Fig. 11.53. Binacchi Stamping and Packaging Systems. One Press with Direct Product Transfer and Three Alternate Packaging Options. Source: Binacchi 81Co.

344 L. Spitz

Fig. 11.54. Binacchi Stamping and Packaging Systems.Two Presses with Direct ProductTransfer and Three Alternate Packaging Options. Source: Binacchi & Co.

Table 11.4. Soap Wrappers. Make ACMA Model 7250 7350 735O/DL C701/HS 771m 771/DL BlNACCHl BSW-220 BSW-330 BSW-550 GUERZE Packsavon Speed (Wrapped Bars per Minute) 250 350 380 300 Soap Infeedflransfer System liming belts and suction CUDS. liming belts and suction cups. Direct linkage with press.
Flat belt.
~~ ~ ~

500 550
220
330 550 250

Pick and place turret. Direct linkage with press. Direct linkage with press. Direct linkage with press. Direct linkaae with Dress.
~~

Pick and place turret.

Bar Soap Finishing 0 345 Table 11.5. Soap Cartoners. Make ACMA
~

Model 330NV 330NT


~ ~~~ ~

Speed (Cartoned Bars per Minute)


240

Pitch 95 mm 95 mm
120 mm 120 mm

Soap Infeediliansfer System Pick and Place with 4 cups Pick and Place with 10 cups Pick and Place with 16 cups Direct linkage with press
2 Pick and Place Groups with 4 cups each 2 Pick and Place Groups with 4 cups each

300 500 600 300


400

770m

770lDL
~~

JONES

Legacy Legacy Criterion Criterion

6 inches
4 inches
4.5 inches
4 inches

500
~~

Direct linkase with press Direct linkage with press Pick and Place Group with 4 cups

600
250

GUERZE

Boxsavon

127 mm

Refer to Fig. 11.55 for carton blank terminology carton styles, Fig. 11.56 for carton styles, and Table 11.6 for wrapping material specifications and conversion factors data. The description of banders, bundlers, stretch film, pleat wrappers, and end-packaging machinery is beyond the scope of this chapter.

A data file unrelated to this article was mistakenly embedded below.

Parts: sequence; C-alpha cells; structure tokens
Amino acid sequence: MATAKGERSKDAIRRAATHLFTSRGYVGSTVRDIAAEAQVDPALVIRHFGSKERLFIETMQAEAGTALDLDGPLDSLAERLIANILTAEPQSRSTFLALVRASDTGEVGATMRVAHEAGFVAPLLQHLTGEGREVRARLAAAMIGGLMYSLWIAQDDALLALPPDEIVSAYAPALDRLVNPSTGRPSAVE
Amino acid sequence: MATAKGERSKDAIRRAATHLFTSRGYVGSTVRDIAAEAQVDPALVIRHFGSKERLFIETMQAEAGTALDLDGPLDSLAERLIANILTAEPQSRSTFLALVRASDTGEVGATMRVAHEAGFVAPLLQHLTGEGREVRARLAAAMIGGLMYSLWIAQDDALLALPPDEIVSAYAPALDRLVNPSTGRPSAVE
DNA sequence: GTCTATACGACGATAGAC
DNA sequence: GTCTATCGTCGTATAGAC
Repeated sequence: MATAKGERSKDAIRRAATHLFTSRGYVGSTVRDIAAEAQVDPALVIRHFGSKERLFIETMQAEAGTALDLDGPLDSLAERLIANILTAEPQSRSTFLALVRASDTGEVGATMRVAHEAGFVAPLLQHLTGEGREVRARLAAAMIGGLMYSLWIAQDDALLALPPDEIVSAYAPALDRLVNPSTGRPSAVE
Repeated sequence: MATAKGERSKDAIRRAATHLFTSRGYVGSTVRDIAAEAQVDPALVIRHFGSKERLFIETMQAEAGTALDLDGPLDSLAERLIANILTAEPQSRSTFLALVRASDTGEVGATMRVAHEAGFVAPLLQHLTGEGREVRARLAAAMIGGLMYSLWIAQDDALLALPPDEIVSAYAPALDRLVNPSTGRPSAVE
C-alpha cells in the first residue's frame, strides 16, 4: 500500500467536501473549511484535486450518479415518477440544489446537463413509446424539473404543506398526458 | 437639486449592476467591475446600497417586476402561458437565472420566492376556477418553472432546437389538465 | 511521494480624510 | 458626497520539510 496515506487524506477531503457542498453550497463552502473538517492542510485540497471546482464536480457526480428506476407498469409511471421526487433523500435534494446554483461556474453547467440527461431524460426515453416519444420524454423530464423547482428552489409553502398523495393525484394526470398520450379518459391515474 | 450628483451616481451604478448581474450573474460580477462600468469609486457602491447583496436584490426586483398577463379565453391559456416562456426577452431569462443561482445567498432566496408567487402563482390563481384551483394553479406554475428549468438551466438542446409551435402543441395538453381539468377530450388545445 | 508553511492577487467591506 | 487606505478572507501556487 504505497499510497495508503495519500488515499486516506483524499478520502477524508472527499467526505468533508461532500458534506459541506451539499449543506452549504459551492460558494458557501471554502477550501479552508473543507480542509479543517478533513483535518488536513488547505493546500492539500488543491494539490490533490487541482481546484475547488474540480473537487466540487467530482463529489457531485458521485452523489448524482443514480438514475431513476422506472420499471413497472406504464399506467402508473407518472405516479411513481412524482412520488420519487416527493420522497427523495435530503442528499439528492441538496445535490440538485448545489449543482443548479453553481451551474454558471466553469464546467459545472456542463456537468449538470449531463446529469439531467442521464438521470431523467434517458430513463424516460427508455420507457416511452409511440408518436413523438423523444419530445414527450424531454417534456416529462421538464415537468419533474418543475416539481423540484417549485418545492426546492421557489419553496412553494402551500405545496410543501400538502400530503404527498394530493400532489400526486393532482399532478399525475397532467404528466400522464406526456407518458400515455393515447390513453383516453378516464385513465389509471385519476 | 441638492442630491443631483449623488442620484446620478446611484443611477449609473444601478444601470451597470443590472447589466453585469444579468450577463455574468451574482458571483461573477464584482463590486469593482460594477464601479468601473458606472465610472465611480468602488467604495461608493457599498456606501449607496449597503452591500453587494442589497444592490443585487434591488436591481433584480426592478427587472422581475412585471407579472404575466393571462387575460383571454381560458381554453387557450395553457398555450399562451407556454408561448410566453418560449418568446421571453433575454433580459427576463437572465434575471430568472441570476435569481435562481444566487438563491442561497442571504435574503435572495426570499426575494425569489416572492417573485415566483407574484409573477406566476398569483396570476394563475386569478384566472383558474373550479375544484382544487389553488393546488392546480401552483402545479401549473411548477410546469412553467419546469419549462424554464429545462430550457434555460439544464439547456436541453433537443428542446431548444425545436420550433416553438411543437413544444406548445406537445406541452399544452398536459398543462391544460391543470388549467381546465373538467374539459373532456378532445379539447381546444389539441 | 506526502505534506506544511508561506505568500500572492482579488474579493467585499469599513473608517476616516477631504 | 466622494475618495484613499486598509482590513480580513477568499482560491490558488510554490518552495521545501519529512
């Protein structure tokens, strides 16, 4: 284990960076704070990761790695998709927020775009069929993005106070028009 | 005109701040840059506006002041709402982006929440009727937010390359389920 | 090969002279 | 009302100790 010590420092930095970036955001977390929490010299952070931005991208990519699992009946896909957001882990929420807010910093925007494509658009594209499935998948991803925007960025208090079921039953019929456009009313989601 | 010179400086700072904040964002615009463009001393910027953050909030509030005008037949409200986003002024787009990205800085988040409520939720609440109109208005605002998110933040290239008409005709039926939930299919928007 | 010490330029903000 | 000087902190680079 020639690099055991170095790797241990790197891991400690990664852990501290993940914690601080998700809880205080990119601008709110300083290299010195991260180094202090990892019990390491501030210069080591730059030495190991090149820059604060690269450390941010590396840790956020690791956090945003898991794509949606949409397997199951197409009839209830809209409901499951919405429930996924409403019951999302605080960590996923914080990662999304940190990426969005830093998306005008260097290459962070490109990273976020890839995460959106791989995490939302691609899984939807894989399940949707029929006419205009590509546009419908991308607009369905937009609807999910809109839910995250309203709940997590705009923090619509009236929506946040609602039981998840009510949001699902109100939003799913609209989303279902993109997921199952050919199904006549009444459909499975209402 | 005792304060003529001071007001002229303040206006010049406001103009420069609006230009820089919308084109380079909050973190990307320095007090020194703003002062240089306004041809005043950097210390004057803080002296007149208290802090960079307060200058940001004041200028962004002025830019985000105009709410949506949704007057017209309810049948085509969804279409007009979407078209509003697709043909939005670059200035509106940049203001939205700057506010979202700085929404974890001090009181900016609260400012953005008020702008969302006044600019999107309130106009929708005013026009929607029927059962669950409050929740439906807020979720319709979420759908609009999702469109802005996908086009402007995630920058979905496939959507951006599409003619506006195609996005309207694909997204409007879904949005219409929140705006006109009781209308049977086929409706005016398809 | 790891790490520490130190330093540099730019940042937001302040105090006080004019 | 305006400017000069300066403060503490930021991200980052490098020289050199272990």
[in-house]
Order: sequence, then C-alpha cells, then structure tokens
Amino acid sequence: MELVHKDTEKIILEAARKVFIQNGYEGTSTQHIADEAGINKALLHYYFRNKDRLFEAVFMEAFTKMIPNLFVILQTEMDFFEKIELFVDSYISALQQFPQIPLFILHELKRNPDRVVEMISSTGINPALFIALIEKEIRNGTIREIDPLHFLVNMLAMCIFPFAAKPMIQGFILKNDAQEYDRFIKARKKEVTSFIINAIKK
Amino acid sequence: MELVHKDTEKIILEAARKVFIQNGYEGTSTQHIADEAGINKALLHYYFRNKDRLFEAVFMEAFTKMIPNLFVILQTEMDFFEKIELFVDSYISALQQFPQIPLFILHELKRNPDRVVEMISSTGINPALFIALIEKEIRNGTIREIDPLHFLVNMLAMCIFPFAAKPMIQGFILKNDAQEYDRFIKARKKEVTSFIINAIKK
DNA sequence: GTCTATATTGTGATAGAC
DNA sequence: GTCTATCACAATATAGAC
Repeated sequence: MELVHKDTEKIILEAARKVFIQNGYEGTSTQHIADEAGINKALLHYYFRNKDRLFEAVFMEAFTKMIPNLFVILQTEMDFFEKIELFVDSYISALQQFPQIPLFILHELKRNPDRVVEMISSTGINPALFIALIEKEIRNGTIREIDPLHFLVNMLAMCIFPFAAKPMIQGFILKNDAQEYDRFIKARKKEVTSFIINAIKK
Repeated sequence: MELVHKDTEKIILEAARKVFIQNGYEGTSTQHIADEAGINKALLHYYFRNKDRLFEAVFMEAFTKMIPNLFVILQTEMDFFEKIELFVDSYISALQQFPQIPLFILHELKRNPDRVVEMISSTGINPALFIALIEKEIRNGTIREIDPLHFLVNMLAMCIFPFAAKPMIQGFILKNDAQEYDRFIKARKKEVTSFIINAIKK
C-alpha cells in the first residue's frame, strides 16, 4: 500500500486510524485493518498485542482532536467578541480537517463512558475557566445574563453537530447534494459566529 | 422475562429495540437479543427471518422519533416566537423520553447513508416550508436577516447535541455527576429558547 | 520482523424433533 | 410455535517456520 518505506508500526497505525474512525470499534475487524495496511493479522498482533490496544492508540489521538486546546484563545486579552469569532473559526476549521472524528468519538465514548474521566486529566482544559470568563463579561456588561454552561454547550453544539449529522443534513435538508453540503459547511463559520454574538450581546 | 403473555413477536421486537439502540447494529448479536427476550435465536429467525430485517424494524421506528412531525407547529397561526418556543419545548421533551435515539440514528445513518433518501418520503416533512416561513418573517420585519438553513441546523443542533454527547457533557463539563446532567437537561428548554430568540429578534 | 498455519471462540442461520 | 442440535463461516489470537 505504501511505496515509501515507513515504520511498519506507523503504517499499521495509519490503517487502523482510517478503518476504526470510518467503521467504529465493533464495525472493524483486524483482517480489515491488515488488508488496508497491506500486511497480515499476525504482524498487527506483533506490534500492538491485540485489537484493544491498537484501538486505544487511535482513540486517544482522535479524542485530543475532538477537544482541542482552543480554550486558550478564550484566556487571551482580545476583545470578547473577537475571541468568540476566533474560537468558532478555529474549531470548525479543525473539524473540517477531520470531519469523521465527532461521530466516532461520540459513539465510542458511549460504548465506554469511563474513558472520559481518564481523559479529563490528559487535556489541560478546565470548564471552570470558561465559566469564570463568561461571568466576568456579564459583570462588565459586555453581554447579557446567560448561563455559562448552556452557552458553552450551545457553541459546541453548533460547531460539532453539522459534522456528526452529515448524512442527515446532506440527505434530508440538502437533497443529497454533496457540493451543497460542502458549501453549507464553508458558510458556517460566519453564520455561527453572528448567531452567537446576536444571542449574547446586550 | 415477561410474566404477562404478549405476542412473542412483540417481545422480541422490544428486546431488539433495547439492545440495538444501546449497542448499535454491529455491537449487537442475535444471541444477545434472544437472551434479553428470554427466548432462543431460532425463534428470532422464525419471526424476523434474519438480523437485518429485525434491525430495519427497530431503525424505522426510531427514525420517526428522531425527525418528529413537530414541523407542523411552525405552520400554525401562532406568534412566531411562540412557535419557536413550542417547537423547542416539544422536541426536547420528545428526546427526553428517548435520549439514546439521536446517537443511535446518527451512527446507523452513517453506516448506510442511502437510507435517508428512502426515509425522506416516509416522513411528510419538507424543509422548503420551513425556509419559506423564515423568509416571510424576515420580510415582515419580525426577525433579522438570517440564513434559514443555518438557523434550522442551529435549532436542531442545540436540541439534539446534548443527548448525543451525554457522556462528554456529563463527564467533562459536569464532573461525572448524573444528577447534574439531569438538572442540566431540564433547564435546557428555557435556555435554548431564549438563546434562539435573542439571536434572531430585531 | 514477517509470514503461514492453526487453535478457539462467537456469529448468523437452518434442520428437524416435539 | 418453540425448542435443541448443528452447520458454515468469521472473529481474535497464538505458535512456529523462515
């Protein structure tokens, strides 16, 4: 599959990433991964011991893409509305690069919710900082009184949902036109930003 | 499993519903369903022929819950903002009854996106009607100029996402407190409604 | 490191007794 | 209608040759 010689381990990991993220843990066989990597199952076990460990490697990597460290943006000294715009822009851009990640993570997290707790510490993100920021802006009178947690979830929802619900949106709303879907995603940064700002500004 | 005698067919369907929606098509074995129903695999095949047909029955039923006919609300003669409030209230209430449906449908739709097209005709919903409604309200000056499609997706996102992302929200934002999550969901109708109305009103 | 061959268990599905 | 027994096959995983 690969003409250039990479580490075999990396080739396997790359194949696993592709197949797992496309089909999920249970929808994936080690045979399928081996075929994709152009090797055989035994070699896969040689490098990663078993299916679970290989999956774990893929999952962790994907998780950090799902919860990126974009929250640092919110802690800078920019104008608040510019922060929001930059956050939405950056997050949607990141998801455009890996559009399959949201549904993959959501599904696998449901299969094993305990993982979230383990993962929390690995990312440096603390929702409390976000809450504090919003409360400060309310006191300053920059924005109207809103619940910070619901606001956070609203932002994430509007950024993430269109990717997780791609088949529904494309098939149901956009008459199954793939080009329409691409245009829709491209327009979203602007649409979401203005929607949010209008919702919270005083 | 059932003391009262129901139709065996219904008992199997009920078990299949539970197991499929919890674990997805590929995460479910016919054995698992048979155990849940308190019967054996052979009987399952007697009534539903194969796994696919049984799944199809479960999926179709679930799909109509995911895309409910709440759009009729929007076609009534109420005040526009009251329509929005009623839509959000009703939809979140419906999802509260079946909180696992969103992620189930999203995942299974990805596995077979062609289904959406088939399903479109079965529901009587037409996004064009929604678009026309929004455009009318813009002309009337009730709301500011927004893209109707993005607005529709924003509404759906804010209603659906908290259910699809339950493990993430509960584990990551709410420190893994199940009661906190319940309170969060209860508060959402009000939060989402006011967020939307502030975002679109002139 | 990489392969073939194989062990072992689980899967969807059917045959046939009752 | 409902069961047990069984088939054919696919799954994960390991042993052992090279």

TUCKFLAP

)
I -

7 TOP END PANEL

ercn PANEL

FRONT ?ANgL

I 1
BOlTOMEND PANEL
I

TUCKFLAP

Fig. 11.55. Carton blank terminology.

346 L spitz

Reverse Tuck

Glue Seal

Fig. 1 1.56. Carton styles. Table 11.6. Packaging Material Definitions and Conversion Factors Basis Weight In the USA basis weight refers to the weight expressed in pounds of 500 sheets of 24 x 36 inches size paper (24"x 36"= 3,000 ftz= 270 m2) Grammage
Grammage is the basis weight expressed in glm' (grams per square meter)

CaliperlPoint
Caliper or Point is the thickness of paper or board expressed in thousands of an inch 1 caliper or 1 point = 0.001 inch Example: a 15 point board is a 0.01 5 inch thick board

Gauge
Film Thickness i s expressed in terms of mils. 1 mil = 0.001 inch For thin films the term gauge is used. 100 gauge = 1 mil Example: a 90 gauge film i s a O.OOO90 inch thickness film
Micron
1 micron = 0.001 mm 1 millimeter = 1000 microns

To Convert

Multiply by
1.627 0.0014 278.7 25.4 0.254 3.937

I bslream to a/m2
in2/lbto mVkg reams to m2 mils to microns gauge to micron micron to gauge

Bar Soap Finishing 0 347

Acknowledgments
Information and illustrations provided by Acma SPA, Binacchi & Co., Doboy, Inc. Guerze Srl, Mazzoni LB SPA, SAS, Sela GmbH, Soaptec Srl, and Tecnicarn Srl. are very much appreciated. I wish to extend a special note of thanks to Mr. Andrea del Corno from Soaptec srl who prepared many Solid-Edge s o h a r e based drawings.

References
Spitz, L. (ed.) Soap Tcrhnologyfor the 1990s;AOCS Press: Champaign, Illinois, 1990; pp.173-208. Spia, L. (ed.) Soaps and Detergents, A iTheonticalandPrarricalRrvinu;AOCS Press: Champaign, Illinois, 1996; pp, 243-287,474-492.

. Spia, L Bar Soap Finishing Lecture, SODEOPECZOOG Conference, Hollywood, Florida, April 5,2006.